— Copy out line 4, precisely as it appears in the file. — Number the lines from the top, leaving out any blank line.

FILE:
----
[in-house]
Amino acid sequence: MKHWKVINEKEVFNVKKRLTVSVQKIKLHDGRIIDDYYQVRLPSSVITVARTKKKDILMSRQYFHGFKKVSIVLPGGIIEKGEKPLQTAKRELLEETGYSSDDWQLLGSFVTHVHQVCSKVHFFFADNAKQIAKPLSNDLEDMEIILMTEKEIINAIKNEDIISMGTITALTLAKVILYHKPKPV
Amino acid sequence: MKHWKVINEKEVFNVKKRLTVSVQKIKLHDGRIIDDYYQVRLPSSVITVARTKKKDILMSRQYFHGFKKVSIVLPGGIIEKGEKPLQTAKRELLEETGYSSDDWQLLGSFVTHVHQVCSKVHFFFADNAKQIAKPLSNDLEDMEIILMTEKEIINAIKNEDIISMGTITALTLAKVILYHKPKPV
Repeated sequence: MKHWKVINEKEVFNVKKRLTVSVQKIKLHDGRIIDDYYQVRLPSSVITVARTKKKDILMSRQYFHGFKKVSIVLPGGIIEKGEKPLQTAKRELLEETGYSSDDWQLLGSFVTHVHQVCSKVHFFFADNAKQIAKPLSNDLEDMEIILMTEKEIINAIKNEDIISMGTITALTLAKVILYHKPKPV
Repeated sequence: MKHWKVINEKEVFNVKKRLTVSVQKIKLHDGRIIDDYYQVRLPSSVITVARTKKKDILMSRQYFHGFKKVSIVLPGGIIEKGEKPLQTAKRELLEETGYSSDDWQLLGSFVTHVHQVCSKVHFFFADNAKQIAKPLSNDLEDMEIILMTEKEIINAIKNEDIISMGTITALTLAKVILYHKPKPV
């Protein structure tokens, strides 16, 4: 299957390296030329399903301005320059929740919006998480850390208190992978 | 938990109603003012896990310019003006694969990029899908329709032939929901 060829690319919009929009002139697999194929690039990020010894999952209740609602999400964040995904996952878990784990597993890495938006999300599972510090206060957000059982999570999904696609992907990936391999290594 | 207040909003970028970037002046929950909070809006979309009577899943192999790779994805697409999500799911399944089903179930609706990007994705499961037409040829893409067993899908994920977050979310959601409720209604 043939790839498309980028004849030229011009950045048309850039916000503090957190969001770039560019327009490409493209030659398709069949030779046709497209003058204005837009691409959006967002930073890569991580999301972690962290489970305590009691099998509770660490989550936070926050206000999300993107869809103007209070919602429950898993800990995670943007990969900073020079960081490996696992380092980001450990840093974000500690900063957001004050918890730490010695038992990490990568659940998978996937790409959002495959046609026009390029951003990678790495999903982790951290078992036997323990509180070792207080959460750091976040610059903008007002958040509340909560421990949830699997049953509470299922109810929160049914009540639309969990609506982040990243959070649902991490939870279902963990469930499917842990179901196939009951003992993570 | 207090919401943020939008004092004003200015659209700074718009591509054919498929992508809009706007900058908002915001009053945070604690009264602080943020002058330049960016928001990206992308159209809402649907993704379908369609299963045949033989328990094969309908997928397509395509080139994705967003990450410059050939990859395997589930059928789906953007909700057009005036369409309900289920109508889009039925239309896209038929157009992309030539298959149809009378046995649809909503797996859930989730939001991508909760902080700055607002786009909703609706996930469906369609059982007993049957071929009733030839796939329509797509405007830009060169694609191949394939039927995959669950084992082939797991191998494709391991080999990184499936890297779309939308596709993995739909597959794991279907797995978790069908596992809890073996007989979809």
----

Repeated sequence: MKHWKVINEKEVFNVKKRLTVSVQKIKLHDGRIIDDYYQVRLPSSVITVARTKKKDILMSRQYFHGFKKVSIVLPGGIIEKGEKPLQTAKRELLEETGYSSDDWQLLGSFVTHVHQVCSKVHFFFADNAKQIAKPLSNDLEDMEIILMTEKEIINAIKNEDIISMGTITALTLAKVILYHKPKPV